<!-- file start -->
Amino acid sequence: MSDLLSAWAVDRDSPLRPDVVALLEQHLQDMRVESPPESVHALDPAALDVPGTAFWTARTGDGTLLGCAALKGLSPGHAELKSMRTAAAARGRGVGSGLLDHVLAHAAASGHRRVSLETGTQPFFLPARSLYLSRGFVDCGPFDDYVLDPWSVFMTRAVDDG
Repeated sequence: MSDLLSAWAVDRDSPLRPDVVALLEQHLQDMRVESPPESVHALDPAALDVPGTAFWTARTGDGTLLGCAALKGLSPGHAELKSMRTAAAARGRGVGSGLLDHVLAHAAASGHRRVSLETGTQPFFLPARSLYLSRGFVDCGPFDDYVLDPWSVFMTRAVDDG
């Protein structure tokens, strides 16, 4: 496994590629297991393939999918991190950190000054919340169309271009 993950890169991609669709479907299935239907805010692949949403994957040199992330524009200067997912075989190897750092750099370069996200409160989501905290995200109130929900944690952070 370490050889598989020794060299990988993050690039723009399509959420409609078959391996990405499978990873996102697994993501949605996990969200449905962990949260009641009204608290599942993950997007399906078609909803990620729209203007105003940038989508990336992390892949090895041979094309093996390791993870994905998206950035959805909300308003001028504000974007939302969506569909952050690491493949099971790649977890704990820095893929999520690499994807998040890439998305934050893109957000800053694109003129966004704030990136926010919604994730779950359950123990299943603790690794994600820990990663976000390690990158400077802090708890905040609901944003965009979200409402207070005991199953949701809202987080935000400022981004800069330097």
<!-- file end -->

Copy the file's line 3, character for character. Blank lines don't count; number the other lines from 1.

């Protein structure tokens, strides 16, 4: 496994590629297991393939999918991190950190000054919340169309271009 993950890169991609669709479907299935239907805010692949949403994957040199992330524009200067997912075989190897750092750099370069996200409160989501905290995200109130929900944690952070 370490050889598989020794060299990988993050690039723009399509959420409609078959391996990405499978990873996102697994993501949605996990969200449905962990949260009641009204608290599942993950997007399906078609909803990620729209203007105003940038989508990336992390892949090895041979094309093996390791993870994905998206950035959805909300308003001028504000974007939302969506569909952050690491493949099971790649977890704990820095893929999520690499994807998040890439998305934050893109957000800053694109003129966004704030990136926010919604994730779950359950123990299943603790690794994600820990990663976000390690990158400077802090708890905040609901944003965009979200409402207070005991199953949701809202987080935000400022981004800069330097």